GRACS Speaker Series-Kevin Liu/UT-Austin: "Rapid and Accurate Estimation of Large-scale Phylogenies and Sequence Alignments," TAY 3.128, Tuesday, May 4, 2010, 2:00 p.m.

Contact Name: 
Jenna Whitney
Date: 
May 4, 2010 2:00pm - 3:00pm

Type of Talk: GRACS Speaker Series

Speaker/Affiliation:
Kevin Liu/University of Texas at Austin

Date/Time: Tuesday, May 4,
2010, 2:00 p.m.

Location: TAY 3.128

Host: GRACS

Talk

Title:Rapid and Accurate Estimation of Large-scale Phylogenies and Sequence
Alignments

Talk Abstract:

Computational phylogenetics creates

and evaluates algorithms
that use present day biological sequence data
to estimate
evolutionary history. This history is represented both as
a
phylogeny and a multiple sequence alignment. Scientists from
b

iology, chemistry, and other fields use phylogenies and
alignments t

o address many different problems, including the
origin of life, epi

demiology, proteomics, and biomedical
research.

In the si

mplest case, a phylogeny is represented as a tree.
The tree''s leaves
represent present-day groups of organisms,
also known as taxa, and

the tree''s edges show how those taxa
are related. A multiple sequence
alignment shows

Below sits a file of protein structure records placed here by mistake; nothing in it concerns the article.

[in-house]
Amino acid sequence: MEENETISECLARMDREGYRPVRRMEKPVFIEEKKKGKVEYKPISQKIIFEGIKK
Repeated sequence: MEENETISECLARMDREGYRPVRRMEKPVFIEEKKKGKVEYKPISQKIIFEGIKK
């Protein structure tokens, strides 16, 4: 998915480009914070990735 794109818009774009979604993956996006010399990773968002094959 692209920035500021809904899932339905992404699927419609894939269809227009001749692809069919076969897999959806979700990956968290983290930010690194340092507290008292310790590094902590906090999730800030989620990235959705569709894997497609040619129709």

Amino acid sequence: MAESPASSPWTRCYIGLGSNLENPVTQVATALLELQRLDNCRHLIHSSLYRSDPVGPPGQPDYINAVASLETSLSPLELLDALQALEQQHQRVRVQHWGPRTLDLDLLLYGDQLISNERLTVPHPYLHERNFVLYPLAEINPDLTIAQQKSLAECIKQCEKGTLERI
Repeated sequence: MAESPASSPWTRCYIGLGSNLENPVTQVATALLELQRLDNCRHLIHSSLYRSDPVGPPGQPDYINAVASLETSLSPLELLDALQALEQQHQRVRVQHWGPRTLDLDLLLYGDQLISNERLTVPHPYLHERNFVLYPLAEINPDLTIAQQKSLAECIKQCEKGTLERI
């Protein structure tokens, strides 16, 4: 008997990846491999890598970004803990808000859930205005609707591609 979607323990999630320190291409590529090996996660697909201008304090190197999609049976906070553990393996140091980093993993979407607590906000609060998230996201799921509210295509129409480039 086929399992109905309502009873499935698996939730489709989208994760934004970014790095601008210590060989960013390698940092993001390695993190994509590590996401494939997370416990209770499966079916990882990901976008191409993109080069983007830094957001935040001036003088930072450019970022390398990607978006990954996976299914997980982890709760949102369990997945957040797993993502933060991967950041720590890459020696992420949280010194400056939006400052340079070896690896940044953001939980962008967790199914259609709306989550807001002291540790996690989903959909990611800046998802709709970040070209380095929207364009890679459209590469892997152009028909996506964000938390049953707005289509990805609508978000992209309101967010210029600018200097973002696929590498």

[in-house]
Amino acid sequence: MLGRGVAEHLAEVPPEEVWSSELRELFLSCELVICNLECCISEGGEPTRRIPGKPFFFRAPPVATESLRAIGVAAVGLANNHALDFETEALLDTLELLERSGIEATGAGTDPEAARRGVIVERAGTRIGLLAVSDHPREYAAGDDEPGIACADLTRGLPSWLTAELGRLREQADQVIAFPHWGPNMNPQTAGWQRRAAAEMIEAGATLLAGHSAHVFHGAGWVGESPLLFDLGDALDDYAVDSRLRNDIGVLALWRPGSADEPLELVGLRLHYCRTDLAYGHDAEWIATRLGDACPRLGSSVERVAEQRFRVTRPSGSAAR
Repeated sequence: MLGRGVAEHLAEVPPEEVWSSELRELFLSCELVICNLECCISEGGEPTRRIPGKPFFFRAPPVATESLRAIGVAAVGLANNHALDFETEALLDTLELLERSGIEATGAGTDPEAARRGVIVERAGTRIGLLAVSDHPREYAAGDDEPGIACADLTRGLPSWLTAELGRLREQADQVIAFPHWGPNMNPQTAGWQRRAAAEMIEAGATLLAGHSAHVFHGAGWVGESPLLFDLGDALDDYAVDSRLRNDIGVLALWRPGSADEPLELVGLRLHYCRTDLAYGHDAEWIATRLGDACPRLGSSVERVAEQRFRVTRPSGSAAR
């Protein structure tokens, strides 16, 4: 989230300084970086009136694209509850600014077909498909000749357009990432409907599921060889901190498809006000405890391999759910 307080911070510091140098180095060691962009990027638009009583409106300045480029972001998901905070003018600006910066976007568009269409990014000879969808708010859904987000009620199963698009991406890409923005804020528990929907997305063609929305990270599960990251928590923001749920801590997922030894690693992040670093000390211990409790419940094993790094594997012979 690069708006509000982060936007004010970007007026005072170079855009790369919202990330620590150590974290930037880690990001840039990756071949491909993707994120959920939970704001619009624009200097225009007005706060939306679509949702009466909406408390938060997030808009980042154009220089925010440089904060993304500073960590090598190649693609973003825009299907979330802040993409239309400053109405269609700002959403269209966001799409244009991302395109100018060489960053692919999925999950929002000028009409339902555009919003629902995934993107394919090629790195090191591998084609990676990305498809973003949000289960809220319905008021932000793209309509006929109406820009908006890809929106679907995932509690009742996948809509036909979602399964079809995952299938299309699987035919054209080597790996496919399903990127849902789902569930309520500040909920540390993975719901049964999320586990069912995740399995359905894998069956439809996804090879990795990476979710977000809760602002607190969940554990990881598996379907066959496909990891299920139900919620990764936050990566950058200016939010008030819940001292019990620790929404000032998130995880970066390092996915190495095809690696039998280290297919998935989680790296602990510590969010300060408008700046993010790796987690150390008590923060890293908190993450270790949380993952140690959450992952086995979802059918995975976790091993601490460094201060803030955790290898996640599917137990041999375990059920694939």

relationships among the sequences themselves by inser

ting
dashes ``-'''' , called indels, into sequences to line up

sequence letters. A pair of lined-up letters represents
homology, or

shared evolutionary ancestry, of the two
letters. Indels represent hi

storical insertion or deletion of
subsequences.

Most comput

ational phylogenetic studies proceed by aligning
sequences in the firs

t phase, and then estimating a tree
using the alignment in the second
phase. The main advantage
of these so-called two-phase methods is the

ir speed. However,
two-phase methods are also inaccurate under modera

te to high
rates of evolution.

To address these and other s

hortcomings, a new generation of
methods simultaneously estimate an a

lignment and tree from an
input of unaligned sequences. These methods

are either
prohibitively slow or have not been shown to be more accura

te
than the best two-phase methods in practice.

Due to expo

nential growth in sequence data and computing
power, biologists now p

erform phylogenetic studies that have
grown by orders of magnitude in

terms of number of taxa,
sequence length, and number of markers, as
compared with past
decades. Moreover, these datasets span greater ev

olutionary
timescales and involve more complex evolutionary events tha

n
ever before. As the ambitions of phylogenetic studies grow,
th

e state of the art of computational phylogenetic algorithms
must keep

up *both* in terms of scalability and accuracy.

To this end, I

present SATe, short for Simultaneous Alignment
and Tree Estimation. S

ATe is the first algorithm that can
accurately estimate phylogenies an

d alignments with thousands
of taxa and thousands of aligned sites. Th

is work is part of
my larger goal of creating algorithms for large-sca

le,
accurate estimation of evolutionary history under complex
ev

olutionary models.

Speaker Bio:

Kevin Liu is a Ph.D. student in
the Warnow lab in the
Department of Computer Science at the Universit

y of Texas at
Austin.